In Christian discussion, we often in passing mention the Jews’ rejection of Jesus in the narratives in a critical fashion. To Christians, this is a given, and the point is usually the significance of the events; not the sin of the Jews.

Frequently cited apostles like Peter and Paul were critical of the Jews they were dealing with, and this will be referenced in Christian readings of scriptures. But Peter, Paul and most other disciples, along with Jesus, were themselves Jews, and were voicing their disagreement with their countrymen, not disowning the race.

So I thoroughly repudiate supposed “Christians” who misuse this notion, such as citing Peter’s statement of the Jews being “stiffnecked and stubborn” (and these are often the same ones who claim to defend “Israel” against all of its enemies), or antisemitic groups’ charges of “Christ-killers”, etc.
I’ve seen at least one author (who is otherwise a Christian Zionist!) even cite Matthew 27:25 (“His blood be on us and our children”).

Such people do not understand the basic point of the death of Jesus, which is that all of man is equally sinful; which is the whole foundation of the Christian Gospel. They’re making the same exact mistake as those “stiffnecked” Israelites of Jesus’ time! Their “following” Jesus only leaves them with less excuse! They are the ones who should know better! Such mindset continues to be what Paul called “of the flesh and not of the Spirit”.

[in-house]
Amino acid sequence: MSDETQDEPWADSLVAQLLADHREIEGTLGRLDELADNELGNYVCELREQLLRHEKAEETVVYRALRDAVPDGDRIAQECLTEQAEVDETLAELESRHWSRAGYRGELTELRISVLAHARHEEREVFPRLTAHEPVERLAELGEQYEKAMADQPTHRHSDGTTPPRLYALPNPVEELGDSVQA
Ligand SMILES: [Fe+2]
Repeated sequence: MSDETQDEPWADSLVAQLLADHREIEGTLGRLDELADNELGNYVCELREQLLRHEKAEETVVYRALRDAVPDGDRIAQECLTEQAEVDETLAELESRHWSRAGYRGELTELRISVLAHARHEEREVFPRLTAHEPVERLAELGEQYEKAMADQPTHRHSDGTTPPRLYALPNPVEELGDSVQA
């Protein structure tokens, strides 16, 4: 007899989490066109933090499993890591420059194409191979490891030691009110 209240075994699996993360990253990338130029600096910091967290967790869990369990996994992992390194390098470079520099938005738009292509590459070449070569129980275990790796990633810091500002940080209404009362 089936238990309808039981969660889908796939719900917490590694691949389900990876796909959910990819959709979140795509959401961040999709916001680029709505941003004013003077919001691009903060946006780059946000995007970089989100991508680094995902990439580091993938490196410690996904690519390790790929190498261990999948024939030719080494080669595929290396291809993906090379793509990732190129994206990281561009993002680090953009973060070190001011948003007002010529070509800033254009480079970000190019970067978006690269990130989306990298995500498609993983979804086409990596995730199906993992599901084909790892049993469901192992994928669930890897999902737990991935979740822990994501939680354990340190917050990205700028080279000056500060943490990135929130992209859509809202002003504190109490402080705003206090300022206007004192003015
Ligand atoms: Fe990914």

The Jews’ sin ‘stood out’ and was highlighted in the scriptural narratives, because they were the particular people God “chose”, to work with; to show us precisely that point, that man was sinful, even when given the Law. Hence, Paul’s statements of both judgment and salvation being “to the Jew first, then to the Gentile”.

This was never intended by Jesus or his disciples to become any basis for antisemitism, or assumption that because the Jews rejected Jesus, that gentiles (or at least certain groups of them) are now the new “chosen ones” (and thus superior). “All have sinned”.

The judgment for those people’s sin was in the destruction of Jerusalem in AD70. Therefore, there is no justification for making any further violence against the Jews, such as the Holocaust, or a supposed future “Armageddon” where more millions of Jews are predicted to be killed, into a “divine judgment” against the people, as various Christian interpreters and antisemitic fringe groups have done.